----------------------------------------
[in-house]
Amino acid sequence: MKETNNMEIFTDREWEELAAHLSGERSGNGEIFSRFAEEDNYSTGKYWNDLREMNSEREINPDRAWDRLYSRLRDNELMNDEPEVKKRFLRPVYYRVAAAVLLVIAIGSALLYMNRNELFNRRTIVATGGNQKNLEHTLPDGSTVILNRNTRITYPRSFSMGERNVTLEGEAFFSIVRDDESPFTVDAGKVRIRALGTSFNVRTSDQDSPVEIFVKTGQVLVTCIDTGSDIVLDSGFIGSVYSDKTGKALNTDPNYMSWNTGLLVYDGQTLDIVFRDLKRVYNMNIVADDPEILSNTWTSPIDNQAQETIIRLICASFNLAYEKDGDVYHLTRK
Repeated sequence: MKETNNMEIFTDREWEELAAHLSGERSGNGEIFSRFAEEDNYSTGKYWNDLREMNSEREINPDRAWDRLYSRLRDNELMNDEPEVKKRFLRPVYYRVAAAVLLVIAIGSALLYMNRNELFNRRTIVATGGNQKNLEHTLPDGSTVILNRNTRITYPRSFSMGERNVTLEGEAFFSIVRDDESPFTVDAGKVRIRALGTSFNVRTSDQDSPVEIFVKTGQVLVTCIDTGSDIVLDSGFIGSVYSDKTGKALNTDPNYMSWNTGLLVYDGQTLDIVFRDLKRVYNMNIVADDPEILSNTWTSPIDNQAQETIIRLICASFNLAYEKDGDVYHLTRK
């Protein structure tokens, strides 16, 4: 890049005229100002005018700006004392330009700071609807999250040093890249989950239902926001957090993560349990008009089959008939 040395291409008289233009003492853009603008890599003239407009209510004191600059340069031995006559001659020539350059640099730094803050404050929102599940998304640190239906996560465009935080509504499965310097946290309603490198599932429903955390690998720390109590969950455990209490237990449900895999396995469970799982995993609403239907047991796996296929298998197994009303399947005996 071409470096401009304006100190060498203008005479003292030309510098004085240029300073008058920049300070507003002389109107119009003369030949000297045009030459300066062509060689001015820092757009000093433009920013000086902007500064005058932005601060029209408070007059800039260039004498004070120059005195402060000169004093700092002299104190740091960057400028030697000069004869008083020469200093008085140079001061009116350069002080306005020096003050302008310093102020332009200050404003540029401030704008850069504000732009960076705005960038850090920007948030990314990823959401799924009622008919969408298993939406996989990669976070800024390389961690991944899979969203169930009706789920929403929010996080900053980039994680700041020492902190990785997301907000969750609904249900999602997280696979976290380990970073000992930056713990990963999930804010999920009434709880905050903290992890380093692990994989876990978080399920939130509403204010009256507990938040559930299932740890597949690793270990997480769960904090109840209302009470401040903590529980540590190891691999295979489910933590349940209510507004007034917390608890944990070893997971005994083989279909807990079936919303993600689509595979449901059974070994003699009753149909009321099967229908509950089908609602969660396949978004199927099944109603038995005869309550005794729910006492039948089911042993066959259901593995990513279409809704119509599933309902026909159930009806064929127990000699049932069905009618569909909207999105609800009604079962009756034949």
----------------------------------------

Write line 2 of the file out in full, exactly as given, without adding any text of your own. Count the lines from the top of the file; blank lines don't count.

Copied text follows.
Amino acid sequence: MKETNNMEIFTDREWEELAAHLSGERSGNGEIFSRFAEEDNYSTGKYWNDLREMNSEREINPDRAWDRLYSRLRDNELMNDEPEVKKRFLRPVYYRVAAAVLLVIAIGSALLYMNRNELFNRRTIVATGGNQKNLEHTLPDGSTVILNRNTRITYPRSFSMGERNVTLEGEAFFSIVRDDESPFTVDAGKVRIRALGTSFNVRTSDQDSPVEIFVKTGQVLVTCIDTGSDIVLDSGFIGSVYSDKTGKALNTDPNYMSWNTGLLVYDGQTLDIVFRDLKRVYNMNIVADDPEILSNTWTSPIDNQAQETIIRLICASFNLAYEKDGDVYHLTRK